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Feature: cleaner and greener

Once the undisputed powerhouse of Europe, Germany's increasingly gloomy mood is more sick man of Europe than global go-getter. With unexpectedly early elections around the corner, some might say that German
pessimism is a self-fulfilling and somewhat inaccurate view of their current situation.

Environmental and waste issues aside - where its
progressive approach singles it out for European praise - Germany is in the grip of an economic negativity that could make for an interesting general election. Briefly, the problem is this: in order to compete in the global market, Germany has outsourced manufacturing to cheaper countries, sacrificing jobs along the way.

Unemployment has risen and manufacturing wages have decreased. Since 1995, 1.3 million German industrial jobs have disappeared. Add to this Gerhard Schröder's unpopular economic reforms and you can begin to understand the mood of the country.

But that isn't the whole economic story. Germany's success in global terms is being overlooked. In 2003, it surpassed the US to become the world's number one exporter, and in 2004 exports accounted for a record-breaking e730 billion. This positive global position, along with the environmental advances being made, remains largely unheard by a population whose domestic outlook is one of perpetual gloom.

In terms of environmental and waste management
legislation the country has not been found wanting. In recent months the Federal Ministry for the Environment, Nature Conservation and Nuclear Safety has unveiled a raft of legislation which will not only help Germany to meet EU directives but also set it on a path to environmental improvement.

The Ministry's Waste Storage Ordinance, which came into effect on June 1 2005, means that domestic waste can no longer be landfilled without pre-treatment. Compared by federal environment minister Jürgen Tritten to the introduction of catalytic converters in terms of environmental importance, this new legislation will stop waste being landfilled in ill-prepared sites that cause contamination and result in high methane emissions. Now, recoverable materials will be separated and energy recovered.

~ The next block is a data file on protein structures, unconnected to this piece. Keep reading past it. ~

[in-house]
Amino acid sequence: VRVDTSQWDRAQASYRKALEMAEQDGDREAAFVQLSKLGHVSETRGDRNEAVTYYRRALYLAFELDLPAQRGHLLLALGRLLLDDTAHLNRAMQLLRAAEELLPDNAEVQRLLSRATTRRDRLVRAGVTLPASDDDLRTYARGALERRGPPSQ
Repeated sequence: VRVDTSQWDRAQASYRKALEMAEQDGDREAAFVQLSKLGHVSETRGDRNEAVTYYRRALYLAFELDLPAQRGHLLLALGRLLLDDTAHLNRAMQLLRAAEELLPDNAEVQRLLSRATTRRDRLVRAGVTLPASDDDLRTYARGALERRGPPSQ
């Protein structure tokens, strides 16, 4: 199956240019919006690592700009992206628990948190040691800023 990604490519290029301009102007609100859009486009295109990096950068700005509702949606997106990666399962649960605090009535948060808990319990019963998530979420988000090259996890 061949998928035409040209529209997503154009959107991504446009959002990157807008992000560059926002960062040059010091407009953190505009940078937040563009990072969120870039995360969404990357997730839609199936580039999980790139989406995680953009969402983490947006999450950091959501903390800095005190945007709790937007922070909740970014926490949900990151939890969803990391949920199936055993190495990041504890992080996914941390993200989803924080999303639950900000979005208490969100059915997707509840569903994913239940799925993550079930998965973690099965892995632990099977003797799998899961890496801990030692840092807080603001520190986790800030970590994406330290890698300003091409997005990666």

The Ordinance will only allow 30% of domestic waste to be landfilled, and even that will be pre-treated and disposed of in effectively lined sites.

In terms of recycling, the third amendment of the Packaging Ordinance came into effect at the end of May. This simplifies the consumer-paid deposit system that Germany uses to stimulate drinks can recycling.

This legislation is being introduced in two phases. The first will amend the existing deposit scheme to a standard 25 cents for each item of packaging. The second, which comes into force in May 2006, will extend the deposit scheme to all ecologically unfriendly one-way packaging. It will also mean that stores selling cans and glass or plastic bottles will have to take back corresponding packaging from other drinks manufacturers.

These measures, says Tritten, will make the deposit scheme more user friendly and ensure that all one-way packaging from 0.1 to 3-litre sizes will be recycled.

Products falling into this category include beer, mineral water, carbonated drinks, non-carbonated soft drinks and alcoholic mixed drinks.
The first year after the deposit scheme became compulsory, the share of reusable packaging rose by 10%.

Future legislation includes the Electrical and Electronic Equipment

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